The French â€œInstitut National de lâ€™Audiovisuelâ€(INA) has joined the Video Active project as an associate partner. By welcoming INA, Video Active will offer an even richer collection of television heritage on its portal, www.videoactive.eu.
INA is one of the largest audiovisual archives in the world. INAâ€™s collections cover more than 60 years of radio and 50 years of television programs; more than 4 millions hours of radio and television. INA will sign a special contract becoming associate member to the project and agree upon providing a minimum number of assets to the portal, available for online viewing. The beta release of the portal can already be accessed online, the first public version will be launched at the end of April 2008.
Next to INA, the archives of VRT (Belgium) and Moving Image Communications (UK) already joined the project as associate partner at an earlier stage. The total number of Eurpean archives represented in the portal has now reached 14. Video Active encourages other content providers to join the project. (more…)
Nisimasa, a European network of young film professionals, students and enthusiasts for European cinema, devoted their March edition of their online magazine to the topic Film Archives. According to chief editor Caroline Fournier, young film professionals don’t really know much about this topic and are closed off because of bad access. At the same time archives have great potential to contribute to their future work through reuse of the material.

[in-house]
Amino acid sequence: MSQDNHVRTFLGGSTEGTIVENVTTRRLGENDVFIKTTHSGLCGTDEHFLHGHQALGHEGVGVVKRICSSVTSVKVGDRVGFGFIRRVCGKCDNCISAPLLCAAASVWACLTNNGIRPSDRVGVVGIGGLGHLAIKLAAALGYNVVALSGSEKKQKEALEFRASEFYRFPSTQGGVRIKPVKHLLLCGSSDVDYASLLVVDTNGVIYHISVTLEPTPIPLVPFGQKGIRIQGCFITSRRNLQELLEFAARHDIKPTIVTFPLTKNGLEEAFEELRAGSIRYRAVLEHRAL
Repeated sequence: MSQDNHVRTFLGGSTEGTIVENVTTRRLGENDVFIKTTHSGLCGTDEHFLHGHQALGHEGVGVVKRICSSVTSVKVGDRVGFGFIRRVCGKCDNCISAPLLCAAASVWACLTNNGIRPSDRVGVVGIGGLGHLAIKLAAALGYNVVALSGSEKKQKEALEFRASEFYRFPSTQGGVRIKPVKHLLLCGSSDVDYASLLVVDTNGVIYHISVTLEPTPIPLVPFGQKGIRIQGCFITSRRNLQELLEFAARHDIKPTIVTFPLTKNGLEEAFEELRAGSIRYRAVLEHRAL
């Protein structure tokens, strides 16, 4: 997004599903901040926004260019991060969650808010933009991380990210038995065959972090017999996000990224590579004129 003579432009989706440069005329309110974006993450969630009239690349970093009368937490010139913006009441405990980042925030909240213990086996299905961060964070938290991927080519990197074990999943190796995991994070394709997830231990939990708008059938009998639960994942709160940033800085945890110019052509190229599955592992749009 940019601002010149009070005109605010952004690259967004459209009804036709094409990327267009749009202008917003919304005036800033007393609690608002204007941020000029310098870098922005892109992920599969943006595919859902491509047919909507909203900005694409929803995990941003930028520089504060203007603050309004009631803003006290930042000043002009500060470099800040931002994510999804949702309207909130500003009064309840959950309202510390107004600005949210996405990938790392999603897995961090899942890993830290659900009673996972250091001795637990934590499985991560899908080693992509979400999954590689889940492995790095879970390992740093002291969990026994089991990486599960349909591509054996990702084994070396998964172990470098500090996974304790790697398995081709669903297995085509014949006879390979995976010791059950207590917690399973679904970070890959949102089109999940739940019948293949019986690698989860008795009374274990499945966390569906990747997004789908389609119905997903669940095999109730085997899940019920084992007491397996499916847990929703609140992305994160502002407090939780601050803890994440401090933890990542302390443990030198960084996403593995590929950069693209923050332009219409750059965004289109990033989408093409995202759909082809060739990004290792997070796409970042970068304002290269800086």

“These images can become part of the artistic process, in a society which wants to recycle its heritage, which likes to reuse old images in order to realise something new”
There are interesting initiatives going on to give better access the material. Film Archives Online for example gives free access to catalogue information of film archives from all over Europe, via a multi-lingual web portal. At the Moving Images Archive you can view around 2000 films from the Prelinger Archives. But, do these facilitate young filmmakers in reusing the archives enough? What do young filmmakers expect from the archives? How can cultural heritage contribute to their work and how would they like to have access? If you have an opinion on this topic, please comment.